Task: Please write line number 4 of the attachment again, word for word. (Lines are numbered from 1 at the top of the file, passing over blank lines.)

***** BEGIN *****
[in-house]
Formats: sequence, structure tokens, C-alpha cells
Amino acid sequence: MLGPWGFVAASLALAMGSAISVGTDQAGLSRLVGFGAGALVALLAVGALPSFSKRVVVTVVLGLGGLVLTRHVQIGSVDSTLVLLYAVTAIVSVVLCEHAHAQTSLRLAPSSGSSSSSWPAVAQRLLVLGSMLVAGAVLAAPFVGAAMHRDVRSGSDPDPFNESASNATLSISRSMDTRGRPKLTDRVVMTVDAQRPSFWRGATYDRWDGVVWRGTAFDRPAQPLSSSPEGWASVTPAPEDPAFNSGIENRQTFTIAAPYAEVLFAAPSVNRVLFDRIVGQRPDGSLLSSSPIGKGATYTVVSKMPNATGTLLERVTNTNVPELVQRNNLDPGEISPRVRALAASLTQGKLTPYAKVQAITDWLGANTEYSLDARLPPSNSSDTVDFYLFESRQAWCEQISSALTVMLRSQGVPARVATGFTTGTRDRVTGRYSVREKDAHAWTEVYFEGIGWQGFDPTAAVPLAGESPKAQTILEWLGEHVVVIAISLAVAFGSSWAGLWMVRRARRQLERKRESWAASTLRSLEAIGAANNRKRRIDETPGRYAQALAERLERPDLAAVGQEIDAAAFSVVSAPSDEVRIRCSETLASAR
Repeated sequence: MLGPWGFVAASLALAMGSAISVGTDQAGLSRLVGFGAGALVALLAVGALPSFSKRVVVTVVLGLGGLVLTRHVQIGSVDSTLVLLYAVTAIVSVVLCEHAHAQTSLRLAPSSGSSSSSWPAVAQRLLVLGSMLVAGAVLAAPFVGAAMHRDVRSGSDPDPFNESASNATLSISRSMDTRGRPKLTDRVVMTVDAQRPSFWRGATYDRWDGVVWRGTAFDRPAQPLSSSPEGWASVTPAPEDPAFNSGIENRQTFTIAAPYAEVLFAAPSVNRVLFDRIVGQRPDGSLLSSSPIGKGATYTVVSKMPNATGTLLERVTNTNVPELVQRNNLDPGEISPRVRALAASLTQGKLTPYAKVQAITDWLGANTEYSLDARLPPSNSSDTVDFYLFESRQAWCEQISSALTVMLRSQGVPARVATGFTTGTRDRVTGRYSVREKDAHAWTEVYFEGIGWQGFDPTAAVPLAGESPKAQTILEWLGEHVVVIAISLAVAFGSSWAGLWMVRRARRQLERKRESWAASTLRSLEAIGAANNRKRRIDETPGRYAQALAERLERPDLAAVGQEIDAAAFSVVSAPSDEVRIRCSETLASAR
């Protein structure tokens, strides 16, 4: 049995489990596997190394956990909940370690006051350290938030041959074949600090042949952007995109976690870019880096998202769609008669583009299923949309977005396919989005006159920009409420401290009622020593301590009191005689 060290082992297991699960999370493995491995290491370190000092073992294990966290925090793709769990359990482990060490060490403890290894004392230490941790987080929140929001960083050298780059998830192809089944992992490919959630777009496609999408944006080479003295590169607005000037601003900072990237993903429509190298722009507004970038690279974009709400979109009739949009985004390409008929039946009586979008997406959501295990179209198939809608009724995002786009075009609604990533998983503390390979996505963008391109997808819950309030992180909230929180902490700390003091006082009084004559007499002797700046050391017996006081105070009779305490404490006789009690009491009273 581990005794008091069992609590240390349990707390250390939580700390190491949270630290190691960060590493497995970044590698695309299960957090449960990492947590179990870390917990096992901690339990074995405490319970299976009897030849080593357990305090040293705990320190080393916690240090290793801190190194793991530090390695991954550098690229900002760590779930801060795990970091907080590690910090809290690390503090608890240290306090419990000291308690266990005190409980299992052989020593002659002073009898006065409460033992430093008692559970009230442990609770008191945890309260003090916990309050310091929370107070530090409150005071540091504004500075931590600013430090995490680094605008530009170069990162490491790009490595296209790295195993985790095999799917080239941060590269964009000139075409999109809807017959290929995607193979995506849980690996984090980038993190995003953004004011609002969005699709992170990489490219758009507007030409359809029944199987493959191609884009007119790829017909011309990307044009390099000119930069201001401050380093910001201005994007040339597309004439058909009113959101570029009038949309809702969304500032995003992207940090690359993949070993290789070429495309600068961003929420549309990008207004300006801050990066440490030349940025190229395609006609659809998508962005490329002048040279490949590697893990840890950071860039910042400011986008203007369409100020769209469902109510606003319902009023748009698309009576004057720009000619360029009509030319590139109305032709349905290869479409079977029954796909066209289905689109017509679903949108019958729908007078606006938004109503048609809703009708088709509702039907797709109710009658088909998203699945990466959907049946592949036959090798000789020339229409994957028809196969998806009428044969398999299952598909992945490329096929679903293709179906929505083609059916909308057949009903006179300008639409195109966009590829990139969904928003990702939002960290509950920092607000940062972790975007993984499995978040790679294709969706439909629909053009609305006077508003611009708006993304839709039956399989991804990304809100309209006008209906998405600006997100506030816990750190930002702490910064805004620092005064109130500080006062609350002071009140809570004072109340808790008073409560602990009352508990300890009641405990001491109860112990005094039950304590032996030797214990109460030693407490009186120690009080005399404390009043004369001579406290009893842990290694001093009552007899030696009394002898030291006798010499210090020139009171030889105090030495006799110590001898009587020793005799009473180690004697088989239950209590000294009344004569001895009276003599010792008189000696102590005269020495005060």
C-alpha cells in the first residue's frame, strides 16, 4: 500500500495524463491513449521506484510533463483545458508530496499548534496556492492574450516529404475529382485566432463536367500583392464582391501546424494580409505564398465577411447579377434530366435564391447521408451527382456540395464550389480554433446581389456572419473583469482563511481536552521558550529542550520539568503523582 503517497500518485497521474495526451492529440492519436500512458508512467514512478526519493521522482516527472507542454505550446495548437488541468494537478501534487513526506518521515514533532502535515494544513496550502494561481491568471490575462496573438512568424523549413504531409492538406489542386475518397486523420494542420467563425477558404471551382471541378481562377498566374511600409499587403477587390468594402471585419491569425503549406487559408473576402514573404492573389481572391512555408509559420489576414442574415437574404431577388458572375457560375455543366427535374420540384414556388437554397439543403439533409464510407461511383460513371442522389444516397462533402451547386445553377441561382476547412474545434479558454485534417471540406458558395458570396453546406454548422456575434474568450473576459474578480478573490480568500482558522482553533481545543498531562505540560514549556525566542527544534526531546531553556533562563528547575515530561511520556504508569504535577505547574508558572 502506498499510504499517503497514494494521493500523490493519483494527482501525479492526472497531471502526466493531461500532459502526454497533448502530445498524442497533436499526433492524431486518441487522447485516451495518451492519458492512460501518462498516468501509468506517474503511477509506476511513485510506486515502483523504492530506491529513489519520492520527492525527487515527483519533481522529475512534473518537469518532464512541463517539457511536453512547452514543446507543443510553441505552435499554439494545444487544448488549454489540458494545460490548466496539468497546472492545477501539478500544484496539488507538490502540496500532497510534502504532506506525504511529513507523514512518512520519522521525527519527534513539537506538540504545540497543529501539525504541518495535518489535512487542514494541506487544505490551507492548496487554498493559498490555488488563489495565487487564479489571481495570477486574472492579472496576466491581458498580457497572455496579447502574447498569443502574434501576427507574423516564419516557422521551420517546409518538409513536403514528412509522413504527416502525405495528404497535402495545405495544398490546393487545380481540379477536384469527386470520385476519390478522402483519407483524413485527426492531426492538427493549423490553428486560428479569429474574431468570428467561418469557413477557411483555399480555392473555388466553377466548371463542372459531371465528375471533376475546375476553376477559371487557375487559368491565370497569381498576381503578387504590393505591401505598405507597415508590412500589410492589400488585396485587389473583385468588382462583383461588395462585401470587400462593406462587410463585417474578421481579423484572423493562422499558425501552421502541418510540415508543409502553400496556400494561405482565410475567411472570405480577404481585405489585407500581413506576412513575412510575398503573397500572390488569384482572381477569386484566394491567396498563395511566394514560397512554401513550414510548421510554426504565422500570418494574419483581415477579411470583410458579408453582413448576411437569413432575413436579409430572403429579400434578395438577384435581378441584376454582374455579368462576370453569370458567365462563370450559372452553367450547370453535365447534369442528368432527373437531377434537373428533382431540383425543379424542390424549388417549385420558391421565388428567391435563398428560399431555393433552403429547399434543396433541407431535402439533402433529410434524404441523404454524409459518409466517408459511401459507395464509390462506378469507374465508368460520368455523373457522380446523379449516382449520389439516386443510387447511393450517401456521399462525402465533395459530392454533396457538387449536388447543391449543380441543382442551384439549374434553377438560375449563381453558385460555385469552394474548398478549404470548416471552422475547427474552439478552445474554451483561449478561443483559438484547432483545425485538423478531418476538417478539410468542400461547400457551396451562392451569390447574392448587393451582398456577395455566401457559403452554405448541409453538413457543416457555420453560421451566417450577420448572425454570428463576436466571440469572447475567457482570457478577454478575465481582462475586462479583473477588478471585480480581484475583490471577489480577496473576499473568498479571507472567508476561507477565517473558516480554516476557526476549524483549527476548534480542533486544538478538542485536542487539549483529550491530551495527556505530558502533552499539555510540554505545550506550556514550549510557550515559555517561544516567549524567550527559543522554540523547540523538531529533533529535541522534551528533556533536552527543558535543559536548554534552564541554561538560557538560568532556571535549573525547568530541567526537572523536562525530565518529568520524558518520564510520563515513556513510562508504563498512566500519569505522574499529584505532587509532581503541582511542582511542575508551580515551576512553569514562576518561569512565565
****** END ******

Repeated sequence: MLGPWGFVAASLALAMGSAISVGTDQAGLSRLVGFGAGALVALLAVGALPSFSKRVVVTVVLGLGGLVLTRHVQIGSVDSTLVLLYAVTAIVSVVLCEHAHAQTSLRLAPSSGSSSSSWPAVAQRLLVLGSMLVAGAVLAAPFVGAAMHRDVRSGSDPDPFNESASNATLSISRSMDTRGRPKLTDRVVMTVDAQRPSFWRGATYDRWDGVVWRGTAFDRPAQPLSSSPEGWASVTPAPEDPAFNSGIENRQTFTIAAPYAEVLFAAPSVNRVLFDRIVGQRPDGSLLSSSPIGKGATYTVVSKMPNATGTLLERVTNTNVPELVQRNNLDPGEISPRVRALAASLTQGKLTPYAKVQAITDWLGANTEYSLDARLPPSNSSDTVDFYLFESRQAWCEQISSALTVMLRSQGVPARVATGFTTGTRDRVTGRYSVREKDAHAWTEVYFEGIGWQGFDPTAAVPLAGESPKAQTILEWLGEHVVVIAISLAVAFGSSWAGLWMVRRARRQLERKRESWAASTLRSLEAIGAANNRKRRIDETPGRYAQALAERLERPDLAAVGQEIDAAAFSVVSAPSDEVRIRCSETLASAR